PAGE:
Plaque honoured queen of crime's birthplace

Torbay Civic Society's pamphlet 'Ashfield and Agatha Christie'

Torbay Civic Society's pamphlet 'Ashfield and Agatha Christie' - Credit: Submitted

The stories behind Torbay's blue plaques by Ian Handford, chairman of Torbay Civic Society. This week: Agatha Christie

This was always going to be a difficult plaque for us to establish even though it was to honour the most famous author of crime novels anywhere in the world.

The idea of establishing a blue plaque at Agatha Christie's birthplace home - Ashfield on Barton Road - came from a lady who had been a neighbour of Agatha's in Barton Road, yet who had now moved from Torbay.

She wished to remain anonymous although wanted to establish a plaque in memory of her late husband's interest in their neighbour - the now famous authoress.

Interestingly, I had met her husband when local chairman of Torbay branch of the Federation of Small Businesses, and now with the sponsorship assured and having contacted the council, it gave me permission for a stone to be placed on the grass verge alongside where Ashfield - long ago demolished - had originally stood.

Historian Joan Nott was willing to write the biography and so it was all systems go.

I next contacted Agatha's grandson Mathew Prichard and on the day he and his wife Caroline joined us and chairman of Torbay Council, Councillor John Dunn, for the formal unveiling ceremony on Wednesday, March 21, 2007.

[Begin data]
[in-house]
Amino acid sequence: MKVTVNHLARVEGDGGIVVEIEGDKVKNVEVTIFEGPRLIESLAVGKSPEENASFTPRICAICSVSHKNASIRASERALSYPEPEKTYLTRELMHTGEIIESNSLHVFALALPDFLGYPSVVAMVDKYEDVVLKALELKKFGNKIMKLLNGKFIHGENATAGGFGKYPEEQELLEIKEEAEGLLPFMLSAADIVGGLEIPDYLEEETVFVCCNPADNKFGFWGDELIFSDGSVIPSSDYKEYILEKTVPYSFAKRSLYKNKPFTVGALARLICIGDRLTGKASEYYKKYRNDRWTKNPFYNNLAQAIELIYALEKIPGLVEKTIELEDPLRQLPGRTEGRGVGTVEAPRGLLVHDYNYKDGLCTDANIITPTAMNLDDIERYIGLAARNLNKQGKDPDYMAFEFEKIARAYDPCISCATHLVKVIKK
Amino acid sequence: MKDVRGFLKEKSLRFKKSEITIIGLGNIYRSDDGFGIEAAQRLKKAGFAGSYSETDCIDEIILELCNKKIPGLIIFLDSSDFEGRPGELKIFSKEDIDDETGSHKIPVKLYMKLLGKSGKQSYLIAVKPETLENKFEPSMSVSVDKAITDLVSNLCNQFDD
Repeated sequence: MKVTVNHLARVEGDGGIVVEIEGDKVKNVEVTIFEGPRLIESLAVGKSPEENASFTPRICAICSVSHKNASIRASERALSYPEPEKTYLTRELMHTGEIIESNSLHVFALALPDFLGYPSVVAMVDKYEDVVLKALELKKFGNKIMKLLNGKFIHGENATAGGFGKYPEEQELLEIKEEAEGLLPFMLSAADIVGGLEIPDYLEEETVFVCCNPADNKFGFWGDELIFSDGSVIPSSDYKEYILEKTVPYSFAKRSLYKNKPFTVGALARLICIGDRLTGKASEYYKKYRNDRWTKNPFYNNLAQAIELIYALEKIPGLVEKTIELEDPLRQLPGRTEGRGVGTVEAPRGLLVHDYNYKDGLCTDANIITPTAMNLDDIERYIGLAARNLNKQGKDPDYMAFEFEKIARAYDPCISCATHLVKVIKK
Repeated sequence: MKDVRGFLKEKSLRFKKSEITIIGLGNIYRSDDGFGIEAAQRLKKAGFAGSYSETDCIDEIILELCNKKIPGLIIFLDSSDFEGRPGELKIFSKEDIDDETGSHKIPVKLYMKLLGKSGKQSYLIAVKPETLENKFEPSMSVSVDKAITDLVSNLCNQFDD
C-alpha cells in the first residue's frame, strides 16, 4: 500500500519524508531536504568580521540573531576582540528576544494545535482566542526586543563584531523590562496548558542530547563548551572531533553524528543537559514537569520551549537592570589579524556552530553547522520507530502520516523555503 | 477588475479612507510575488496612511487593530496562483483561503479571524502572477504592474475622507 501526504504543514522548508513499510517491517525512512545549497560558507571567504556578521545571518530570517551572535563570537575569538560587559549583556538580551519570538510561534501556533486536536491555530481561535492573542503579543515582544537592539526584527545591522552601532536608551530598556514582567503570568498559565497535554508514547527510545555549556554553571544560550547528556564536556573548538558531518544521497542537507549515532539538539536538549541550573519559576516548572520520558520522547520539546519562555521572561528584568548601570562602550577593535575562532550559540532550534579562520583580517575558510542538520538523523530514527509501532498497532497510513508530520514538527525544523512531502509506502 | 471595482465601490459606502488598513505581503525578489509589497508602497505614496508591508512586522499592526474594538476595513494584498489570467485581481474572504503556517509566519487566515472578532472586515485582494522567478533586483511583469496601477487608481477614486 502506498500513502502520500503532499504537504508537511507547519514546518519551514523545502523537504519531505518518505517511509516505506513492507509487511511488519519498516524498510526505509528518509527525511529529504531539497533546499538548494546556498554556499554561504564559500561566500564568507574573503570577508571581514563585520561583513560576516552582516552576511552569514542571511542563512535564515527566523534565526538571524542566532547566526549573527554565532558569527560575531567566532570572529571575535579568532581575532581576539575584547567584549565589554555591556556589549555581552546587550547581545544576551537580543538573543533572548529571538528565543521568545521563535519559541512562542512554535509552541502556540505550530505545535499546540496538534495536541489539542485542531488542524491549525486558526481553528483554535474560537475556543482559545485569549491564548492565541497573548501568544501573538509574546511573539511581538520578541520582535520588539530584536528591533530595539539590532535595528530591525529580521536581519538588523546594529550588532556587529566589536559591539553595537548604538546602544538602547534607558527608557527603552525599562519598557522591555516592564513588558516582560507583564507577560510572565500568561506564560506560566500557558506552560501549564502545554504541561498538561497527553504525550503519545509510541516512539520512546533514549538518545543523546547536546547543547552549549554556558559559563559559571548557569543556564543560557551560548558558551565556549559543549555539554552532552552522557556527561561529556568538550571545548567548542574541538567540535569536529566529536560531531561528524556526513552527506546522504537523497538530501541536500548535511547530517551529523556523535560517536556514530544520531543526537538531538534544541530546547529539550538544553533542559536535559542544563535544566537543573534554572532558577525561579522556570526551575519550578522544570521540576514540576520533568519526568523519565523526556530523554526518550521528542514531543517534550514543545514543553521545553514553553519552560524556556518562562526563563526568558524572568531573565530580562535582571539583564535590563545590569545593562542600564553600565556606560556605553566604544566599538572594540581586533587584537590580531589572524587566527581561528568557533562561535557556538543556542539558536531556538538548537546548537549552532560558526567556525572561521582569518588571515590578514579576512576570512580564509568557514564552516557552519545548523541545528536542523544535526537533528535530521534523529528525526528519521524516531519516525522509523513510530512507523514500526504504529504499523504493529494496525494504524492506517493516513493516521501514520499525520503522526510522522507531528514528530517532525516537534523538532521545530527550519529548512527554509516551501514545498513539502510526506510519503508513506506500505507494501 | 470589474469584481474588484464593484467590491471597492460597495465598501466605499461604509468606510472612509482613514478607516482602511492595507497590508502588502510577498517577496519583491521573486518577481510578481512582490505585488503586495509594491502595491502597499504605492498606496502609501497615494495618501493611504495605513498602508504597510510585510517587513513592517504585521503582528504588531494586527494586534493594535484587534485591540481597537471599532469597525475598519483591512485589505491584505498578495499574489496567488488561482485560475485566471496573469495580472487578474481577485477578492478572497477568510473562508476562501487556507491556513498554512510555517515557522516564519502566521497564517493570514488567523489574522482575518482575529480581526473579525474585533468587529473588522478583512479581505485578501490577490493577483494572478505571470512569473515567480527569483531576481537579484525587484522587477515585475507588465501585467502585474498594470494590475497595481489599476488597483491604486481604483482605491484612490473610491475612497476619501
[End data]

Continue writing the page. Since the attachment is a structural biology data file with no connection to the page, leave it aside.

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It had taken 17 years for this plaque to be unveiled.

In truth that ought to have been the end of the story but of course, it is not.

There would be a second story involving a second plaque which I will tell next week. 

Suffice to say that after my first meeting with Mathew Prichard, this was later followed up after vandals destroyed the words on the left hand side of the plaque leaving it in a very sorry state.

I had always had doubts about the small-sized stone and that is was so near the ground, which the vandalism proved was right.

However, as has been mentioned before in these features, it is the provider of the plaque that is the owner once the unveiling ceremony has passed.

With literally hundreds of coach loads of visitors and many locals viewing the now 'sorry state' plaque, you can imagine we were constantly bombarded with emails and letters demanding we get it restored.

Yet it took another ten years when, through the interest of Kevin Mowat, harbour master and council leader at the time, and this time Mathew, in a private capacity, that sufficient funding was found for us to renew the vandalised plaque and put in place a much larger piece of granite which, of course, will be the basis of my story next week.

Torbay Civic Society's colour pamphlet 'Ashfield and Agatha Christie' of 2007 can still be obtained by sending two second class stamps plus a stamped addressed envelope to Torbay Civic Society, 4 Palace Avenue, Paignton TQ3 3HA